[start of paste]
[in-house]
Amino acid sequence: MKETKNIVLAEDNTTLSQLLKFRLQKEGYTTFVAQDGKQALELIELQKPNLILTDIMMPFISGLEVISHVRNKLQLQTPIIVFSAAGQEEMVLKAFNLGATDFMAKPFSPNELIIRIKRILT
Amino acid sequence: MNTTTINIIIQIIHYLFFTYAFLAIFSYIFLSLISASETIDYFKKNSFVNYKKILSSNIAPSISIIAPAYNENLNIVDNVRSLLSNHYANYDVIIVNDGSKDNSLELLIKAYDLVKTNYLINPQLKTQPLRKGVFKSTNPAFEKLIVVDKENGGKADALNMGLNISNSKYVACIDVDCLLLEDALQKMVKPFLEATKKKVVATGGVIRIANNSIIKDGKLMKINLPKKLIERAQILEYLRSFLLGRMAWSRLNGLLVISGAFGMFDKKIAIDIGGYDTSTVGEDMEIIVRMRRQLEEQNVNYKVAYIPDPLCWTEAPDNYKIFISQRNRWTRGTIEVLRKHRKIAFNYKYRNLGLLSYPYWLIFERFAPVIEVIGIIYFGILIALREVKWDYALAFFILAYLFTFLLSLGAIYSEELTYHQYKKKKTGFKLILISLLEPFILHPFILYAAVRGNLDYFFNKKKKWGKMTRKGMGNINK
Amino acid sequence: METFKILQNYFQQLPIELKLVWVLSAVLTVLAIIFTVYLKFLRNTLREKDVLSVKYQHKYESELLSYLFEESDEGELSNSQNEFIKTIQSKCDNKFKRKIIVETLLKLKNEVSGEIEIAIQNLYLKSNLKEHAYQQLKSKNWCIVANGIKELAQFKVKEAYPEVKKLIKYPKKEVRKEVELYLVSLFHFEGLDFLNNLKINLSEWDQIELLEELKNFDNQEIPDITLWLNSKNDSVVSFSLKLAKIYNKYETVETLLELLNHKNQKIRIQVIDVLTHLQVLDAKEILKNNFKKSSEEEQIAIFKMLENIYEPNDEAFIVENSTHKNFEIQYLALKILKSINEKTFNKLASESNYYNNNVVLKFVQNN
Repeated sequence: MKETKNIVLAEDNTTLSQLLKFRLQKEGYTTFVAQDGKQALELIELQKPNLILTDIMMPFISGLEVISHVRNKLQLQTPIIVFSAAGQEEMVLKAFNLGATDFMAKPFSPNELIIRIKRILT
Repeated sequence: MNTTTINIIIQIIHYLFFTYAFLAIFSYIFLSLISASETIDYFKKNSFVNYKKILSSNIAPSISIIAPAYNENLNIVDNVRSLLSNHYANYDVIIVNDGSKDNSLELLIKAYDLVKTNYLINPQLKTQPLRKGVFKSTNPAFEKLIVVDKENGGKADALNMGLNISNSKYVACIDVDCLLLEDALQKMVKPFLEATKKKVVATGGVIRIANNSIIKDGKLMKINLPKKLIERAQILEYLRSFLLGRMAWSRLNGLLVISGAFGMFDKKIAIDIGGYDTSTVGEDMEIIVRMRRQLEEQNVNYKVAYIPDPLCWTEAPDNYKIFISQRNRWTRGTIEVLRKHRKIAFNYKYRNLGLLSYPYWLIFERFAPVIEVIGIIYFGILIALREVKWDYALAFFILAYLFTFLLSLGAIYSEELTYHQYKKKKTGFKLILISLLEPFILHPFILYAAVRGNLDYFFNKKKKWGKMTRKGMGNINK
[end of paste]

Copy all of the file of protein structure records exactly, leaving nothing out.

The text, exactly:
[in-house]
Amino acid sequence: MKETKNIVLAEDNTTLSQLLKFRLQKEGYTTFVAQDGKQALELIELQKPNLILTDIMMPFISGLEVISHVRNKLQLQTPIIVFSAAGQEEMVLKAFNLGATDFMAKPFSPNELIIRIKRILT
Amino acid sequence: MNTTTINIIIQIIHYLFFTYAFLAIFSYIFLSLISASETIDYFKKNSFVNYKKILSSNIAPSISIIAPAYNENLNIVDNVRSLLSNHYANYDVIIVNDGSKDNSLELLIKAYDLVKTNYLINPQLKTQPLRKGVFKSTNPAFEKLIVVDKENGGKADALNMGLNISNSKYVACIDVDCLLLEDALQKMVKPFLEATKKKVVATGGVIRIANNSIIKDGKLMKINLPKKLIERAQILEYLRSFLLGRMAWSRLNGLLVISGAFGMFDKKIAIDIGGYDTSTVGEDMEIIVRMRRQLEEQNVNYKVAYIPDPLCWTEAPDNYKIFISQRNRWTRGTIEVLRKHRKIAFNYKYRNLGLLSYPYWLIFERFAPVIEVIGIIYFGILIALREVKWDYALAFFILAYLFTFLLSLGAIYSEELTYHQYKKKKTGFKLILISLLEPFILHPFILYAAVRGNLDYFFNKKKKWGKMTRKGMGNINK
Amino acid sequence: METFKILQNYFQQLPIELKLVWVLSAVLTVLAIIFTVYLKFLRNTLREKDVLSVKYQHKYESELLSYLFEESDEGELSNSQNEFIKTIQSKCDNKFKRKIIVETLLKLKNEVSGEIEIAIQNLYLKSNLKEHAYQQLKSKNWCIVANGIKELAQFKVKEAYPEVKKLIKYPKKEVRKEVELYLVSLFHFEGLDFLNNLKINLSEWDQIELLEELKNFDNQEIPDITLWLNSKNDSVVSFSLKLAKIYNKYETVETLLELLNHKNQKIRIQVIDVLTHLQVLDAKEILKNNFKKSSEEEQIAIFKMLENIYEPNDEAFIVENSTHKNFEIQYLALKILKSINEKTFNKLASESNYYNNNVVLKFVQNN
Repeated sequence: MKETKNIVLAEDNTTLSQLLKFRLQKEGYTTFVAQDGKQALELIELQKPNLILTDIMMPFISGLEVISHVRNKLQLQTPIIVFSAAGQEEMVLKAFNLGATDFMAKPFSPNELIIRIKRILT
Repeated sequence: MNTTTINIIIQIIHYLFFTYAFLAIFSYIFLSLISASETIDYFKKNSFVNYKKILSSNIAPSISIIAPAYNENLNIVDNVRSLLSNHYANYDVIIVNDGSKDNSLELLIKAYDLVKTNYLINPQLKTQPLRKGVFKSTNPAFEKLIVVDKENGGKADALNMGLNISNSKYVACIDVDCLLLEDALQKMVKPFLEATKKKVVATGGVIRIANNSIIKDGKLMKINLPKKLIERAQILEYLRSFLLGRMAWSRLNGLLVISGAFGMFDKKIAIDIGGYDTSTVGEDMEIIVRMRRQLEEQNVNYKVAYIPDPLCWTEAPDNYKIFISQRNRWTRGTIEVLRKHRKIAFNYKYRNLGLLSYPYWLIFERFAPVIEVIGIIYFGILIALREVKWDYALAFFILAYLFTFLLSLGAIYSEELTYHQYKKKKTGFKLILISLLEPFILHPFILYAAVRGNLDYFFNKKKKWGKMTRKGMGNINK